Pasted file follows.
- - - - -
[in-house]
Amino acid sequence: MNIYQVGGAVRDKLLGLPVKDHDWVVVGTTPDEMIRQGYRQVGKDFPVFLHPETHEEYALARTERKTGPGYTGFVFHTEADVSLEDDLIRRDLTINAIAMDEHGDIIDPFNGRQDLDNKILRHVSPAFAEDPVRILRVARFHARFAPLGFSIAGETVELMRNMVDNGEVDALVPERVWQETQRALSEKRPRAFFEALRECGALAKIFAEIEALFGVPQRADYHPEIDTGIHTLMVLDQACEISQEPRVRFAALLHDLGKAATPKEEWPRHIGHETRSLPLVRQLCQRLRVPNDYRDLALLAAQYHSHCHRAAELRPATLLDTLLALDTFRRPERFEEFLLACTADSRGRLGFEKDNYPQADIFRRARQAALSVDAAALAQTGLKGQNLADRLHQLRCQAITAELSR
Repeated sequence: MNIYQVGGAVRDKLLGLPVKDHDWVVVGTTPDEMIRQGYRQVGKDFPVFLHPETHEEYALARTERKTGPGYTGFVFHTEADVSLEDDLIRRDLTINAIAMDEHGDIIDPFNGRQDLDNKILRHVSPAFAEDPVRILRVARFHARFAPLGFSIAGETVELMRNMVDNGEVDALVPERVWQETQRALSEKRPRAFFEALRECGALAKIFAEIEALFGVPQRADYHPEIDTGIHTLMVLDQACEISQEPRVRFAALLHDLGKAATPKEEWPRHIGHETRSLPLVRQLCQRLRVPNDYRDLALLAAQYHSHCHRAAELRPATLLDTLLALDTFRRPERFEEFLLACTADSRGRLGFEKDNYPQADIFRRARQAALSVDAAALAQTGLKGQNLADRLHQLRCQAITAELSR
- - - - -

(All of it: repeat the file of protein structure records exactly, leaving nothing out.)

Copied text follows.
[in-house]
Amino acid sequence: MNIYQVGGAVRDKLLGLPVKDHDWVVVGTTPDEMIRQGYRQVGKDFPVFLHPETHEEYALARTERKTGPGYTGFVFHTEADVSLEDDLIRRDLTINAIAMDEHGDIIDPFNGRQDLDNKILRHVSPAFAEDPVRILRVARFHARFAPLGFSIAGETVELMRNMVDNGEVDALVPERVWQETQRALSEKRPRAFFEALRECGALAKIFAEIEALFGVPQRADYHPEIDTGIHTLMVLDQACEISQEPRVRFAALLHDLGKAATPKEEWPRHIGHETRSLPLVRQLCQRLRVPNDYRDLALLAAQYHSHCHRAAELRPATLLDTLLALDTFRRPERFEEFLLACTADSRGRLGFEKDNYPQADIFRRARQAALSVDAAALAQTGLKGQNLADRLHQLRCQAITAELSR
Repeated sequence: MNIYQVGGAVRDKLLGLPVKDHDWVVVGTTPDEMIRQGYRQVGKDFPVFLHPETHEEYALARTERKTGPGYTGFVFHTEADVSLEDDLIRRDLTINAIAMDEHGDIIDPFNGRQDLDNKILRHVSPAFAEDPVRILRVARFHARFAPLGFSIAGETVELMRNMVDNGEVDALVPERVWQETQRALSEKRPRAFFEALRECGALAKIFAEIEALFGVPQRADYHPEIDTGIHTLMVLDQACEISQEPRVRFAALLHDLGKAATPKEEWPRHIGHETRSLPLVRQLCQRLRVPNDYRDLALLAAQYHSHCHRAAELRPATLLDTLLALDTFRRPERFEEFLLACTADSRGRLGFEKDNYPQADIFRRARQAALSVDAAALAQTGLKGQNLADRLHQLRCQAITAELSR